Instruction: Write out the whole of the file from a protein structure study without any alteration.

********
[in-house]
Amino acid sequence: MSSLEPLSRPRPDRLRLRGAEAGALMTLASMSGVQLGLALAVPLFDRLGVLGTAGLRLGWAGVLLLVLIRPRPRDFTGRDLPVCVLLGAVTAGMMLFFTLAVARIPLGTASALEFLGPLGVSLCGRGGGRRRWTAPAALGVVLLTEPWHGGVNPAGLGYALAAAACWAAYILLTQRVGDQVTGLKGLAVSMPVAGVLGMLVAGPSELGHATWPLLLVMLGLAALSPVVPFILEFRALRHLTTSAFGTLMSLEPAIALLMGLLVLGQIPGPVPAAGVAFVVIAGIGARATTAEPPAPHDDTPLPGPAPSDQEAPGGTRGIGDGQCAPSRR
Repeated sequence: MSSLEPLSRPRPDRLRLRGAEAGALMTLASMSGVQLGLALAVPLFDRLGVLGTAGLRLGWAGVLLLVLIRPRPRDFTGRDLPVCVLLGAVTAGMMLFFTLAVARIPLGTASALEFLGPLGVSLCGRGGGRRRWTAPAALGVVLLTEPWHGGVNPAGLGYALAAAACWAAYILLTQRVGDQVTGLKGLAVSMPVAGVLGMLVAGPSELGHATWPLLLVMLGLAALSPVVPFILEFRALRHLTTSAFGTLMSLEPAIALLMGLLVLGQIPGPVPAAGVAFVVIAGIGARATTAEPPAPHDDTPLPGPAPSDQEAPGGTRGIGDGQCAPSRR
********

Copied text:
[in-house]
Amino acid sequence: MSSLEPLSRPRPDRLRLRGAEAGALMTLASMSGVQLGLALAVPLFDRLGVLGTAGLRLGWAGVLLLVLIRPRPRDFTGRDLPVCVLLGAVTAGMMLFFTLAVARIPLGTASALEFLGPLGVSLCGRGGGRRRWTAPAALGVVLLTEPWHGGVNPAGLGYALAAAACWAAYILLTQRVGDQVTGLKGLAVSMPVAGVLGMLVAGPSELGHATWPLLLVMLGLAALSPVVPFILEFRALRHLTTSAFGTLMSLEPAIALLMGLLVLGQIPGPVPAAGVAFVVIAGIGARATTAEPPAPHDDTPLPGPAPSDQEAPGGTRGIGDGQCAPSRR
Repeated sequence: MSSLEPLSRPRPDRLRLRGAEAGALMTLASMSGVQLGLALAVPLFDRLGVLGTAGLRLGWAGVLLLVLIRPRPRDFTGRDLPVCVLLGAVTAGMMLFFTLAVARIPLGTASALEFLGPLGVSLCGRGGGRRRWTAPAALGVVLLTEPWHGGVNPAGLGYALAAAACWAAYILLTQRVGDQVTGLKGLAVSMPVAGVLGMLVAGPSELGHATWPLLLVMLGLAALSPVVPFILEFRALRHLTTSAFGTLMSLEPAIALLMGLLVLGQIPGPVPAAGVAFVVIAGIGARATTAEPPAPHDDTPLPGPAPSDQEAPGGTRGIGDGQCAPSRR